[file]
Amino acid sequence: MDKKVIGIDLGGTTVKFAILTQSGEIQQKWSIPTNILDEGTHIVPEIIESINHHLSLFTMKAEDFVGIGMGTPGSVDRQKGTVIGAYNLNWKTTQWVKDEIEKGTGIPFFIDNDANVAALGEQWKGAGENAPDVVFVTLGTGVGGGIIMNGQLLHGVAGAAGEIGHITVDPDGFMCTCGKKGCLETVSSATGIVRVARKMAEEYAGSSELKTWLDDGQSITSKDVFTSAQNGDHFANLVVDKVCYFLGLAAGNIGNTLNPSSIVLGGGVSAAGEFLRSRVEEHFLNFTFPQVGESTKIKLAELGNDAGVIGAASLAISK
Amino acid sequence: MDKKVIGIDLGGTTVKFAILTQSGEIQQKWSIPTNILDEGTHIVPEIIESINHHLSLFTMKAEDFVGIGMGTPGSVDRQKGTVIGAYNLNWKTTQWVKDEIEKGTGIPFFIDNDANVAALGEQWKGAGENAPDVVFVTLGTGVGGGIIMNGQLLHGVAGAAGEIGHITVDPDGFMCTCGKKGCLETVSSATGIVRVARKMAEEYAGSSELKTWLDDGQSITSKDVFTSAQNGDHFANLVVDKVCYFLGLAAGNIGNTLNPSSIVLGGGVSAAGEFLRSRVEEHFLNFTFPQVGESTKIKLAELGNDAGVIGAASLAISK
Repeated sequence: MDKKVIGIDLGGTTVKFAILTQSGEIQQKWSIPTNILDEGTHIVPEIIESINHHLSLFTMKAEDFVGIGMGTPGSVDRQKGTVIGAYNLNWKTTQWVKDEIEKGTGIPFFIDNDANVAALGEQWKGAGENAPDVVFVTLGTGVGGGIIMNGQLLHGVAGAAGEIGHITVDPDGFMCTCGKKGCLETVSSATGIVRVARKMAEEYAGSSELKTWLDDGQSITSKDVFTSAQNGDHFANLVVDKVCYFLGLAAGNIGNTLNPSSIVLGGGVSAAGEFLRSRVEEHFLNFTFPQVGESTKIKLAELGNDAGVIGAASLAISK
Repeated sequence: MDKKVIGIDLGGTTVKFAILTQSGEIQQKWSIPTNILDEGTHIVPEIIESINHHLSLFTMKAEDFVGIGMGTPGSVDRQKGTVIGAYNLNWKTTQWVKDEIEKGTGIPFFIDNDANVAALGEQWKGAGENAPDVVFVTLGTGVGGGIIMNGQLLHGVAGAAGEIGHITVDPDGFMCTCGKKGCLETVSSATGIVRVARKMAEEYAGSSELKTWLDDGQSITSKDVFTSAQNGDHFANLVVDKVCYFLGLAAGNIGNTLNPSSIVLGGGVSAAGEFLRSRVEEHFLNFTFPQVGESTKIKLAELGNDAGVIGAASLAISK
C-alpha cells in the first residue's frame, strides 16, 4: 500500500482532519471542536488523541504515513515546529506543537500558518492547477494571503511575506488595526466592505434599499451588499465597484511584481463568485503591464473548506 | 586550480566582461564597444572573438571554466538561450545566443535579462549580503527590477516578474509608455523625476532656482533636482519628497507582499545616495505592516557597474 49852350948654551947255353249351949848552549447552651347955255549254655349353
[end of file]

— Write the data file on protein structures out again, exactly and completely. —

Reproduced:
Amino acid sequence: MDKKVIGIDLGGTTVKFAILTQSGEIQQKWSIPTNILDEGTHIVPEIIESINHHLSLFTMKAEDFVGIGMGTPGSVDRQKGTVIGAYNLNWKTTQWVKDEIEKGTGIPFFIDNDANVAALGEQWKGAGENAPDVVFVTLGTGVGGGIIMNGQLLHGVAGAAGEIGHITVDPDGFMCTCGKKGCLETVSSATGIVRVARKMAEEYAGSSELKTWLDDGQSITSKDVFTSAQNGDHFANLVVDKVCYFLGLAAGNIGNTLNPSSIVLGGGVSAAGEFLRSRVEEHFLNFTFPQVGESTKIKLAELGNDAGVIGAASLAISK
Amino acid sequence: MDKKVIGIDLGGTTVKFAILTQSGEIQQKWSIPTNILDEGTHIVPEIIESINHHLSLFTMKAEDFVGIGMGTPGSVDRQKGTVIGAYNLNWKTTQWVKDEIEKGTGIPFFIDNDANVAALGEQWKGAGENAPDVVFVTLGTGVGGGIIMNGQLLHGVAGAAGEIGHITVDPDGFMCTCGKKGCLETVSSATGIVRVARKMAEEYAGSSELKTWLDDGQSITSKDVFTSAQNGDHFANLVVDKVCYFLGLAAGNIGNTLNPSSIVLGGGVSAAGEFLRSRVEEHFLNFTFPQVGESTKIKLAELGNDAGVIGAASLAISK
Repeated sequence: MDKKVIGIDLGGTTVKFAILTQSGEIQQKWSIPTNILDEGTHIVPEIIESINHHLSLFTMKAEDFVGIGMGTPGSVDRQKGTVIGAYNLNWKTTQWVKDEIEKGTGIPFFIDNDANVAALGEQWKGAGENAPDVVFVTLGTGVGGGIIMNGQLLHGVAGAAGEIGHITVDPDGFMCTCGKKGCLETVSSATGIVRVARKMAEEYAGSSELKTWLDDGQSITSKDVFTSAQNGDHFANLVVDKVCYFLGLAAGNIGNTLNPSSIVLGGGVSAAGEFLRSRVEEHFLNFTFPQVGESTKIKLAELGNDAGVIGAASLAISK
Repeated sequence: MDKKVIGIDLGGTTVKFAILTQSGEIQQKWSIPTNILDEGTHIVPEIIESINHHLSLFTMKAEDFVGIGMGTPGSVDRQKGTVIGAYNLNWKTTQWVKDEIEKGTGIPFFIDNDANVAALGEQWKGAGENAPDVVFVTLGTGVGGGIIMNGQLLHGVAGAAGEIGHITVDPDGFMCTCGKKGCLETVSSATGIVRVARKMAEEYAGSSELKTWLDDGQSITSKDVFTSAQNGDHFANLVVDKVCYFLGLAAGNIGNTLNPSSIVLGGGVSAAGEFLRSRVEEHFLNFTFPQVGESTKIKLAELGNDAGVIGAASLAISK
C-alpha cells in the first residue's frame, strides 16, 4: 500500500482532519471542536488523541504515513515546529506543537500558518492547477494571503511575506488595526466592505434599499451588499465597484511584481463568485503591464473548506 | 586550480566582461564597444572573438571554466538561450545566443535579462549580503527590477516578474509608455523625476532656482533636482519628497507582499545616495505592516557597474 49852350948654551947255353249351949848552549447552651347955255549254655349353